Head Start Welcomes Administration’s Review of Designation Renewal System

Posted on December 8, 2017

NHSA Has Led Community in Advocating for Reforms
of DRS

National Head Start Associa
tion today applauded an announcement from the Administration that it will reevaluate a regulation that NHSA has long argued
is ineffective, arbitrary, and unnecessarily burdensome on Head Start programs.
Earlier today, the U.S. Department of Health 
and Human Services released an
official request for comments on a proposal that would change the Designation
Renewal System’s (DRS) us
e of the CLASS tool, including the removal of the
arbitrary lowest 10 percent provision and the adjustment of the minimum
thresholds across all three domains. This announcement was publicly made by
Steven Wagner, the Acting Assistant Secretary at HHS’ Administration of
Children and Families, during remarks at NHSA’s 2017 Parent and Family
Engagement Conference this morning.

“The Head Start community
commends the leadership of the US Department of Health and Human Services for
proposing a long overdue change to a policy, the Designation Renewal System,
that has caused unnecessary and counterproductive anxiety for programs,” NHSA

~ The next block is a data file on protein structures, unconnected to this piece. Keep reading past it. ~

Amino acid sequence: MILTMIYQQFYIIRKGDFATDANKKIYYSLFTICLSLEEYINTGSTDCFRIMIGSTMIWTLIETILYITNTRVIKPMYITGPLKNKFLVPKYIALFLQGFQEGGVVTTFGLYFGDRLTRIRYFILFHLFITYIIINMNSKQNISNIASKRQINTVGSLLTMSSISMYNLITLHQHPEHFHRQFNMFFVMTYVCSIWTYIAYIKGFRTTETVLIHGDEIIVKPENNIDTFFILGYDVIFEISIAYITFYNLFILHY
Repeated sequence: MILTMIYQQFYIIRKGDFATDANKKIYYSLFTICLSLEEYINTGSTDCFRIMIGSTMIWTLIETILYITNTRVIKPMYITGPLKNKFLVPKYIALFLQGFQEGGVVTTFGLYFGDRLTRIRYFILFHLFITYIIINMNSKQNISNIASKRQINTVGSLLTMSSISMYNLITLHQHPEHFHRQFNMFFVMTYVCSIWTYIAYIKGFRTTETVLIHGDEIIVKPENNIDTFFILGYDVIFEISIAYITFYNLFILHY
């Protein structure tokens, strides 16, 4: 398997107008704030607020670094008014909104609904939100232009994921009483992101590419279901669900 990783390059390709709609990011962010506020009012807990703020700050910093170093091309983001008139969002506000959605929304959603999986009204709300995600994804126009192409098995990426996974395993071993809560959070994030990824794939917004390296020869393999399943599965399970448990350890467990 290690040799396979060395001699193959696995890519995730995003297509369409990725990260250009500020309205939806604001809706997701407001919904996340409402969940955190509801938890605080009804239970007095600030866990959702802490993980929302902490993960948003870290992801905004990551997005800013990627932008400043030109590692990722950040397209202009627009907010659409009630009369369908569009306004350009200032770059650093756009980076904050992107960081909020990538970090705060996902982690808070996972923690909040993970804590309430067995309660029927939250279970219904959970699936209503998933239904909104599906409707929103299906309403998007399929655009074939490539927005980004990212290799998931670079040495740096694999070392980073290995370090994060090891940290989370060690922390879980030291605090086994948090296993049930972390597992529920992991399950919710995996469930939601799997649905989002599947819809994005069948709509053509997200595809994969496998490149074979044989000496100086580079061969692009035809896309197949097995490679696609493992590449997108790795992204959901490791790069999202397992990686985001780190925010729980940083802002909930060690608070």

Executive Director Yasmina Vinci said. “The Head Start community is committed
to providing our nation’s most vulnerable children and families with an
opportunity to succeed in school and in life. This commitment includes an
embrace of accountability, such as that included in the DRS. However, while
CLASS is an effective and valuable tool for professional development, it has
not been effectively applied in the DRS as a measure of quality.”

Vinci continued, “We look
forward to discussing the potential changes with the entire Head Start
community and other stakeholders, who share the Administration’s goal of
ensuring Head Start is meeting its full potential. Our children, families, and
communities -- and the American taxpayer -- deserve no less.”

Established in the
Improving Head Start for School Readiness Act of 2007, the DRS was intended to
identify grantees offering lower quality services based on a series of
triggers, place their grants up for open competition, and award the grants to
the applicant most qualified to provide high-quality programming. An HHS report
released last year stated, “No analyses indicated that grantees designated due
to low CLASS scores differed from grantees that were not designated on any
study measure of quality.”

NHSA has advocated for
years for reform of the DRS in meetings with federal lawmakers and
administration officials. In a 2015 letter to HHS leadership that was signed by dozens of state
and regional Head Start associations, NHSA laid out specific and concrete
recommendations for changes that would address the major flaws within the DRS.
These suggestions were the result of a symposium convened by NHSA that included
conversations with grantees, former federal officials, former Congressional
staff, researchers, and others about how to strengthen DRS for the future.